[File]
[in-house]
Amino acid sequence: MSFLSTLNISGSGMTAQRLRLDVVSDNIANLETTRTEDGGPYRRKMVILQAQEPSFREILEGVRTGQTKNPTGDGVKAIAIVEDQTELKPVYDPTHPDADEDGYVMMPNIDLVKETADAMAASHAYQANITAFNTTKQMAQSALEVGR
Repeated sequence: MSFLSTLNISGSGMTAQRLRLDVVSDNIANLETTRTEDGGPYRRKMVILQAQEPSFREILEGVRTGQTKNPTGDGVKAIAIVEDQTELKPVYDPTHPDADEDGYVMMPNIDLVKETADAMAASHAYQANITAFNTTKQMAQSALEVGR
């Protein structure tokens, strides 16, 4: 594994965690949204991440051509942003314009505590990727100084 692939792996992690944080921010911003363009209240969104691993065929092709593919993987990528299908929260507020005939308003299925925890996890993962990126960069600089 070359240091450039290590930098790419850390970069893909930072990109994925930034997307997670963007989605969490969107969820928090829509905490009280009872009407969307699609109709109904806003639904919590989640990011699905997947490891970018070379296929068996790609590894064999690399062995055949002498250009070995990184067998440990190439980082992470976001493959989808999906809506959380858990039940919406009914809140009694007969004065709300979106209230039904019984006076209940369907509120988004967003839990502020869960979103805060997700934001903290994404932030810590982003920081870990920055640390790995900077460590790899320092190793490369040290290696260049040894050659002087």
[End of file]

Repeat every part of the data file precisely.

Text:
[in-house]
Amino acid sequence: MSFLSTLNISGSGMTAQRLRLDVVSDNIANLETTRTEDGGPYRRKMVILQAQEPSFREILEGVRTGQTKNPTGDGVKAIAIVEDQTELKPVYDPTHPDADEDGYVMMPNIDLVKETADAMAASHAYQANITAFNTTKQMAQSALEVGR
Repeated sequence: MSFLSTLNISGSGMTAQRLRLDVVSDNIANLETTRTEDGGPYRRKMVILQAQEPSFREILEGVRTGQTKNPTGDGVKAIAIVEDQTELKPVYDPTHPDADEDGYVMMPNIDLVKETADAMAASHAYQANITAFNTTKQMAQSALEVGR
């Protein structure tokens, strides 16, 4: 594994965690949204991440051509942003314009505590990727100084 692939792996992690944080921010911003363009209240969104691993065929092709593919993987990528299908929260507020005939308003299925925890996890993962990126960069600089 070359240091450039290590930098790419850390970069893909930072990109994925930034997307997670963007989605969490969107969820928090829509905490009280009872009407969307699609109709109904806003639904919590989640990011699905997947490891970018070379296929068996790609590894064999690399062995055949002498250009070995990184067998440990190439980082992470976001493959989808999906809506959380858990039940919406009914809140009694007969004065709300979106209230039904019984006076209940369907509120988004967003839990502020869960979103805060997700934001903290994404932030810590982003920081870990920055640390790995900077460590790899320092190793490369040290290696260049040894050659002087």